Multiple Scattering in Clumpy Media. II. Galactic Environments

Witt, Adolf N., & Gordon, Karl D.
2000, The Astrophysical Journal, 528, 799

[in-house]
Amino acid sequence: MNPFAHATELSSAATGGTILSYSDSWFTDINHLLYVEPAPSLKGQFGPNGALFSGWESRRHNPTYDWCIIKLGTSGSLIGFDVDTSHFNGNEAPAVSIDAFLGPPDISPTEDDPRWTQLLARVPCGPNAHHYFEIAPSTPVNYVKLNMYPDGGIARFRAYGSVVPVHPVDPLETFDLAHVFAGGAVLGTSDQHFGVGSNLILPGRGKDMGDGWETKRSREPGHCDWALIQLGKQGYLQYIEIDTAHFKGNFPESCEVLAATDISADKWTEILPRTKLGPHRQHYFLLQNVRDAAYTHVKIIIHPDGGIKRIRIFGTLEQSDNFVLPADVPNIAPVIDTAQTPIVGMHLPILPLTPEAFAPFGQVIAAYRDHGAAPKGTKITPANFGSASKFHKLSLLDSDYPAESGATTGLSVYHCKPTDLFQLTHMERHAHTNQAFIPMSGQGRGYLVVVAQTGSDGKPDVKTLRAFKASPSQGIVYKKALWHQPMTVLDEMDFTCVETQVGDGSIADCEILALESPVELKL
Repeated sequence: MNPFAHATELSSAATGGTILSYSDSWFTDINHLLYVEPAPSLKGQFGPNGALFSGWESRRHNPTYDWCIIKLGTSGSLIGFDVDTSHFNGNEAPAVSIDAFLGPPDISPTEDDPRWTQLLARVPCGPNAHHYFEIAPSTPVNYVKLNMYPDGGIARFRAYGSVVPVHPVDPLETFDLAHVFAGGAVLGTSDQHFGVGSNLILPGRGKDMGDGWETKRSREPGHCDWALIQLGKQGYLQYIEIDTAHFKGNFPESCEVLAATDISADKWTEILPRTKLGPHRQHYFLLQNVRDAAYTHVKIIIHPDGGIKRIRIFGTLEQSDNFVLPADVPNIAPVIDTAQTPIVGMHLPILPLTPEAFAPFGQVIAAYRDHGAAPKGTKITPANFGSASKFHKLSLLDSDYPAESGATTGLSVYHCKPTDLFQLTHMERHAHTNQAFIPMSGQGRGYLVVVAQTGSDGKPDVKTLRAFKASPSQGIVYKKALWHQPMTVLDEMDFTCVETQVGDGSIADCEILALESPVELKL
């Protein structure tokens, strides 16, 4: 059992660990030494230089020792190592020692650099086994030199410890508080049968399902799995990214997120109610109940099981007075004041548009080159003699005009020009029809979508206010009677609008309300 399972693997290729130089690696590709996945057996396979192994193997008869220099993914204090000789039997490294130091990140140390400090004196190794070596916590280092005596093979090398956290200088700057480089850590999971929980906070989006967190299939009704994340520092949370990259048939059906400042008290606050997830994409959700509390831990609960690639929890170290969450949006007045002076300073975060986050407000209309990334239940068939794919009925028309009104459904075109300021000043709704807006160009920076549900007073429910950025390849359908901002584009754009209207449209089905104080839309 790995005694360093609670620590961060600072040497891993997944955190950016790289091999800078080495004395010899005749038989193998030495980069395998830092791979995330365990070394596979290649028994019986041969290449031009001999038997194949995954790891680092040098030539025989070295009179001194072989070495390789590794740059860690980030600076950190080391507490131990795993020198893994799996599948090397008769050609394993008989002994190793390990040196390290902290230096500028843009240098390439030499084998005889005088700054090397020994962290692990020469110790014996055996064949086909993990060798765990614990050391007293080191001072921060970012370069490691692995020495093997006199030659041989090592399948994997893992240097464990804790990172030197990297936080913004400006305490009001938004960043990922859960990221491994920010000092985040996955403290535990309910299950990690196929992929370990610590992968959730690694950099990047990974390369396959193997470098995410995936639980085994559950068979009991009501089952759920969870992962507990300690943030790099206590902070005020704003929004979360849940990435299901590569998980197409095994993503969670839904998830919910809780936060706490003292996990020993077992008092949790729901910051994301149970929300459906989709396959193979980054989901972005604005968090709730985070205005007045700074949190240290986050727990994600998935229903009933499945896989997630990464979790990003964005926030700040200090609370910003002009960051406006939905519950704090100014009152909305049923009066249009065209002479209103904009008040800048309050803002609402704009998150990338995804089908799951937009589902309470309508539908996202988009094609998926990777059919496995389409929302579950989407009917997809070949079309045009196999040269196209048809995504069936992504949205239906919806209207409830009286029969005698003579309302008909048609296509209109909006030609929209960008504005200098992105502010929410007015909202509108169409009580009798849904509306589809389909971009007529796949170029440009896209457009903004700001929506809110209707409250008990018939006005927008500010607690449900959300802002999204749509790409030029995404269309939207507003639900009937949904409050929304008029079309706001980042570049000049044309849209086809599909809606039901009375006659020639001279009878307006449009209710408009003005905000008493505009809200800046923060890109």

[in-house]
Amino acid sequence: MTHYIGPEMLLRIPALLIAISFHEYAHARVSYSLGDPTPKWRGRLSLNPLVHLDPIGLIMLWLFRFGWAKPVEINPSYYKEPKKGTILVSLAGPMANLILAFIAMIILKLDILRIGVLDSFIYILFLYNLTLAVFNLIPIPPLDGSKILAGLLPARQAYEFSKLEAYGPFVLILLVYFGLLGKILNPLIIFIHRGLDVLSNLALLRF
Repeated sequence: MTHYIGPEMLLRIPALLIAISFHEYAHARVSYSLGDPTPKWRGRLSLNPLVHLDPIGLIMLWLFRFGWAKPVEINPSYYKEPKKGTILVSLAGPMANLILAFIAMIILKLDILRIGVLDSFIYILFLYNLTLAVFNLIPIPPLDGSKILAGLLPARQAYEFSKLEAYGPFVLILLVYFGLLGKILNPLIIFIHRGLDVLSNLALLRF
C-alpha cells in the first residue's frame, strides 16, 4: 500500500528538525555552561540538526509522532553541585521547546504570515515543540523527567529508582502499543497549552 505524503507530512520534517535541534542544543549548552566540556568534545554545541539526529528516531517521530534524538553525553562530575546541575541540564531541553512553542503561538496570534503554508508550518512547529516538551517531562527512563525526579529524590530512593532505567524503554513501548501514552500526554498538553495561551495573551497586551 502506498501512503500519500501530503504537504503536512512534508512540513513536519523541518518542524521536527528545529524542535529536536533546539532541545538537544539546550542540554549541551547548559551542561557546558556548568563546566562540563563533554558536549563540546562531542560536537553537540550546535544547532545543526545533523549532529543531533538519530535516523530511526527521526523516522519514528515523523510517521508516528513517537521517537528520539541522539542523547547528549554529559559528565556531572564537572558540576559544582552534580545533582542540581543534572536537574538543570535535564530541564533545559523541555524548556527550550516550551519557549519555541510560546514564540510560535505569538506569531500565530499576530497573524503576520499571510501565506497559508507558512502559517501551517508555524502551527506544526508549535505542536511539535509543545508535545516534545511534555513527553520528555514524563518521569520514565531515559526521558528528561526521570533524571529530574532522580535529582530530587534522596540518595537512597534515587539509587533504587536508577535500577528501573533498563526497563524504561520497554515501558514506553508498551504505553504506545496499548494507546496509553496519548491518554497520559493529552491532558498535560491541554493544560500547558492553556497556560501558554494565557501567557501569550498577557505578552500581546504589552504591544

We present and discuss the results of new multiple-scattering radiative transfer calculations for three representative types of galactic environments, filled with either homogeneous or two-phase clumpy dust distributions. Extinction and scattering properties for two types of interstellar dust, similar to those found in the average diffuse medium of the Milky Way (MW) and the Bar of the Small Magellanic Cloud (SMC), are considered. The wavelength coverage extends from 1000 to 30000 Å, with particular emphasis on the rest-frame UV. This makes these models especially applicable to starburst galaxies and Lyman-break galaxy samples. The examination of the models concentrates on the study of UV/visual/near-IR reddening effects, the wavelength dependence of attenuation, and on the changes that arise from the transition from homogeneous to clumpy dust distributions in different star/dust geometries. Embedded dust, especially when clumpy, leads to saturation at fairly low reddening values with correspondingly gray attenuation functions. This makes the assessment of the attenuation of the far-UV flux from starburst galaxies difficult, if only UV/visual/near-IR data are available. Existing data for UV-selected starburst galaxies indicate a range of UV attenuation factors of 0-150. Our models reproduce the ``Calzetti Attenuation Law,'' provided one adopts SMC-type dust and a clumpy shell-type dust distribution surrounding the starbursts. The average far-UV attenuation factor for the Calzetti sample is found to be 7.4. The only relatively reliable measure for the UV attenuation factor for single galaxies was found in the ratio of the integrated far-IR flux to the far-UV flux, measured near 1600 Å, requiring the measurement of the entire spectral energy distribution of galaxies.


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